September 28, 2015 | Categories for this post are: Volume 6
It was somewhat confusing to Mr. JD to figure out whether he had parkinsonism or Parkinson’s. As he was reading various online resources, the two terms seemed synonymous at some places and different at others. To relieve his uncertainty, he decided to ask his neurologist the next time he saw him for a follow up appointment.
Sometimes patients and their caregivers may find it difficult to completely understand the difference between parkinsonism and Parkinson’s disease. It is necessary to differentiate some of the causes of parkinsonism from Parkinson’s disease because of the difference in prognosis as well as response to treatment.Parkinsonism is a non-specific term that is characterized by tremor, slowness of movements, rigidity or stiffness, and postural instability or balance problems. According to some experts, at least two of these clinical features should be present to consider a diagnosis of Parkinsonism. A variety of conditions may result in parkinsonism and the causes of parkinsonism can be classified as primary or idiopathic, secondary or symptomatic, parkinson plus syndromes, and hereditary neurodegenerative diseases.Parkinson’s disease is a type of primary parkinosnism. Parkinson’s disease in contrast to parkinsonism is a distinct clinical and pathological entity that accounts for approximately 80% of cases of parkinsonism. The pathological definition of Parkinson’s disease entails a massive loss of pigmented neurons in the substantia nigra and the presence of Lewy bodies. Symptoms of Parkinson’s disease respond well to levodopa. Overall, every patient diagnosed with Parkinson’s disease is said to have parkinsonism, but the opposite may not necessarily be true.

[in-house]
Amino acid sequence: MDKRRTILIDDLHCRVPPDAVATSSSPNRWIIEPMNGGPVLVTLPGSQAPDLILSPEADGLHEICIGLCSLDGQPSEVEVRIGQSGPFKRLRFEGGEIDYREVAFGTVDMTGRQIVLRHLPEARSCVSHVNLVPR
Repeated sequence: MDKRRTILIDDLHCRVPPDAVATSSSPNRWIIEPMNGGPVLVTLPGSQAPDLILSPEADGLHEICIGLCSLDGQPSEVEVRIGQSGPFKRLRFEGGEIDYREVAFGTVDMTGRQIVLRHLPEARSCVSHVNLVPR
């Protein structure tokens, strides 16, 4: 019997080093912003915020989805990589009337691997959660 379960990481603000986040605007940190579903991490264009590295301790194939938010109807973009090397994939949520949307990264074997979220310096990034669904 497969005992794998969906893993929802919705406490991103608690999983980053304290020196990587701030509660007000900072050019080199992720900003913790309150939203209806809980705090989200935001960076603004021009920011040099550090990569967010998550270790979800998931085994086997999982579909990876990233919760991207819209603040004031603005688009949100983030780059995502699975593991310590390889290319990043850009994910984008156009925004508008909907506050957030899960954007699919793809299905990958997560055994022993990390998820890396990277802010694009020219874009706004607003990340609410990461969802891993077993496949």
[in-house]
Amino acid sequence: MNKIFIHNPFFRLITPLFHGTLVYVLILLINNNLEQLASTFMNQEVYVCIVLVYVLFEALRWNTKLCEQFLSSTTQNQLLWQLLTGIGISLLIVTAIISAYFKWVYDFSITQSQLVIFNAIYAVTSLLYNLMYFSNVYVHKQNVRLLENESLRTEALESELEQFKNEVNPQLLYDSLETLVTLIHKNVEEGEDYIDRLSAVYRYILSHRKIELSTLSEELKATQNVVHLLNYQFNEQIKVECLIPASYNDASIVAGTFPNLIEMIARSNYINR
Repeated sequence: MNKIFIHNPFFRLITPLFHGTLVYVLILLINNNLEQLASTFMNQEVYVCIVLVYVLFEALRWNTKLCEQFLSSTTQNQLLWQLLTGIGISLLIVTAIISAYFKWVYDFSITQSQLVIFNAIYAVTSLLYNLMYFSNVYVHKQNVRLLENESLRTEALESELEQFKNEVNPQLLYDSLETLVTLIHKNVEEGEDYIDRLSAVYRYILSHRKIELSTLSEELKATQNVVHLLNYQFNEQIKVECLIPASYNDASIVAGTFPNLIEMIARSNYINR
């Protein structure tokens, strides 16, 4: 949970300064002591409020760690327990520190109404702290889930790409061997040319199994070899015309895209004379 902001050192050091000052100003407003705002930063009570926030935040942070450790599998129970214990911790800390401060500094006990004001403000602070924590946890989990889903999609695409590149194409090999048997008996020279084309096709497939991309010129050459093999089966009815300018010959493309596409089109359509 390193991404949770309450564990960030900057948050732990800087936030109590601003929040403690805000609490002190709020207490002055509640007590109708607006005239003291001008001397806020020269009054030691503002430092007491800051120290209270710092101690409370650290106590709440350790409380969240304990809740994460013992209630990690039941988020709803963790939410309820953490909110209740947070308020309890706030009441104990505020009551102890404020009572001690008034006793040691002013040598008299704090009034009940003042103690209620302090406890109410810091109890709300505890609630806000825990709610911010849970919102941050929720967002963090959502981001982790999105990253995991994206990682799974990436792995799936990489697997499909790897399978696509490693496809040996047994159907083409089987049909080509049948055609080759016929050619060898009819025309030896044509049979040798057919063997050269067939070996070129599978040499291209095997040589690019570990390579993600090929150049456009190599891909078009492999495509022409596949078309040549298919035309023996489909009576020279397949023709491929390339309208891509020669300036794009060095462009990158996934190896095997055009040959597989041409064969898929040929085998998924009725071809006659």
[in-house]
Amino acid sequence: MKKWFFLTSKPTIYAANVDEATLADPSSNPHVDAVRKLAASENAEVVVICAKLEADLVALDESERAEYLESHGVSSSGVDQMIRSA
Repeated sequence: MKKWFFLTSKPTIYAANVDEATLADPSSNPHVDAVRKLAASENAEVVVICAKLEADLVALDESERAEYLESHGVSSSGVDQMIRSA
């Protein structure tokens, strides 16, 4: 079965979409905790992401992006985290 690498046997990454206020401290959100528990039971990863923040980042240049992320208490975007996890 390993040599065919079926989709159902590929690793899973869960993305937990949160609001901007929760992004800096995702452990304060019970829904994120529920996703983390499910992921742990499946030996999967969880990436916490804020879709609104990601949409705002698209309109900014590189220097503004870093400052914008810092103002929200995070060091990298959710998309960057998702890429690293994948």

Dr. Ajantha Margaret Jesudasan, Central Executive Committee, World Parkinson’s Program, Toronto, Canada